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Inside of our Resource Mobilization Strategy: Sectors that still require more funding

It is now close to nine years since the Rwanda Green Fund-FONERWA was established with a mandate to mobilize the financial resources for green investments. The nine years have been of a great experience as the Fund has been trying to ensure it plays a vital role to the country’s resource mobilization efforts in collaboration with other Government counterparts.

So far the Fund counts 44 projects ranging from different sectors that received its financial support. All these projects have greatly contributed to Rwanda’s efforts in environmental conservation and mitigating climate change as well as adapting to its effects.

To read more on the Fund’s achievements, click on the link

The recently Rwanda’s updated National Determined Contribution (NDC) clearly underpins the Country’s commitment towards environmental protection and climate change issue as the country remains keen to build a strong climate resilient and green economy.

The Rwanda's ambitious National Determined Contribution thus commits to a 38% reduction in greenhouse gas emissions by 2030. To achieve this, the combined funding estimated at USD 11 billion is required.

As the national Fund and with its efforts to ensure effective delivery to its mandate, the Rwanda Green Fund-FONERWA developed a resource mobilization strategy that mainly focuses on different areas that have potential to attract more investments domestically and internationally.

More funding is needed

Over the last 8 years, the Fund has been deploying investments and resources across several key sectors namely biomass replacement, climate-smart agriculture, renewable energy, green cities, sustainable transport, waste, water and others.

In line with its resource mobilization strategy, there are, however, sectors that still need more funding to ensure the Country remains strong in achieving its climate action targets.

For instance, the biomass replacement requires $240 million of investment between 2018 and 2024 with demand growing by 52% to $365m between 2024 and 2030.

A nationwide program to increase access to cooking gas (LPG) to reduce dependence on biomass also needs $49m in grant co-financing delivering benefits to over 1.1 million households. According to the National Strategy for Transformation, the country seeks to reduce dependency on woody biomass for energy to 42% by 2024.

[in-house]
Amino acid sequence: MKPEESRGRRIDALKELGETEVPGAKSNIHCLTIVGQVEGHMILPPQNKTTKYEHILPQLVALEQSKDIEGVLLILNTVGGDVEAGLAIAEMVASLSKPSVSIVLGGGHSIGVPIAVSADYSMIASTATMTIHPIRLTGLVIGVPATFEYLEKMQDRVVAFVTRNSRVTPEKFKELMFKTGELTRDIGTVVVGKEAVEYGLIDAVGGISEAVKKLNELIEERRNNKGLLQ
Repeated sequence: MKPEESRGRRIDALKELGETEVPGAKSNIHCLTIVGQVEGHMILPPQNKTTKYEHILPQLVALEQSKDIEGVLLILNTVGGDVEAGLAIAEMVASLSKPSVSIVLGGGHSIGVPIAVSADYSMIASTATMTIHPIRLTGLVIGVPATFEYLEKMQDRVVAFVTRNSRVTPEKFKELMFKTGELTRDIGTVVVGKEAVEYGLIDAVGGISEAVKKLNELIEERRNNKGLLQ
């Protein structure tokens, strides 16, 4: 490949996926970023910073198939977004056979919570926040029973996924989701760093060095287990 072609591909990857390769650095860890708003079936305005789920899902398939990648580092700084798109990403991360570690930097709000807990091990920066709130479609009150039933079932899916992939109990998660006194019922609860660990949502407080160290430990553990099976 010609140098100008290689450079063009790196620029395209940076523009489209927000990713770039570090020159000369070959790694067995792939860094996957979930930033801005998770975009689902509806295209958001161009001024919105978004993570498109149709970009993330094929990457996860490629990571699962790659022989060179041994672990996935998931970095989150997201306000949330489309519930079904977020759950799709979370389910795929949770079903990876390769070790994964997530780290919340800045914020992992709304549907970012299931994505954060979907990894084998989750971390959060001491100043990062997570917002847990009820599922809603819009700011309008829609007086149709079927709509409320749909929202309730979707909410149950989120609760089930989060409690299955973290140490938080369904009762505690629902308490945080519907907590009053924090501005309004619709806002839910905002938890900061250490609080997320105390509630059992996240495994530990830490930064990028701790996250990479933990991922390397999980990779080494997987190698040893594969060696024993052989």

The Sustainable transport needs over $2.2 billion to upgrade elements of the road network to be more climate resilient and improve connectivity. Over $1 billion is also needed to convert 20 per cent of personal motor vehicles to electric vehicles, $150 million to convert 20 per cent of buses into electric vehicles by 2030, the fund shows.

Still on the needed funding, the waste management sector is forecast to require $204m of investment between 2018 and 2024 with an increase of 47 per cent to $300m between 2024 and 2030.

Other projects that need funding include the green urbanization for sustainable development in Kigali and major secondary cities over the next 5 years which need over $250 million and the innovative solution to produce 5,000 tonnes of organic manure that requires financing of up to $20m to establish a large facility.

More collaboration and efforts are needed

Commenting on the above required funding, the Chief Executive Officer of the Rwanda Green Fund-FONERWA, Teddy MUGABO MPINGANZIMA says that the Funds appreciates all kinds of support from different partners in the last years, adding that continued collaboration is needed to ensure Rwanda achieves its climate ambitious targets.

‘‘I believe that there is need for concerted efforts from different sectors and partners, both national and international to ensure Rwanda’s commitment s are achieved. For instance, as we all know, the private sector has been and will continue to be the engine of Rwanda’s socio-economic transformation. This means that it has also to be a key player for green investments in Rwanda,’’ says the CEO.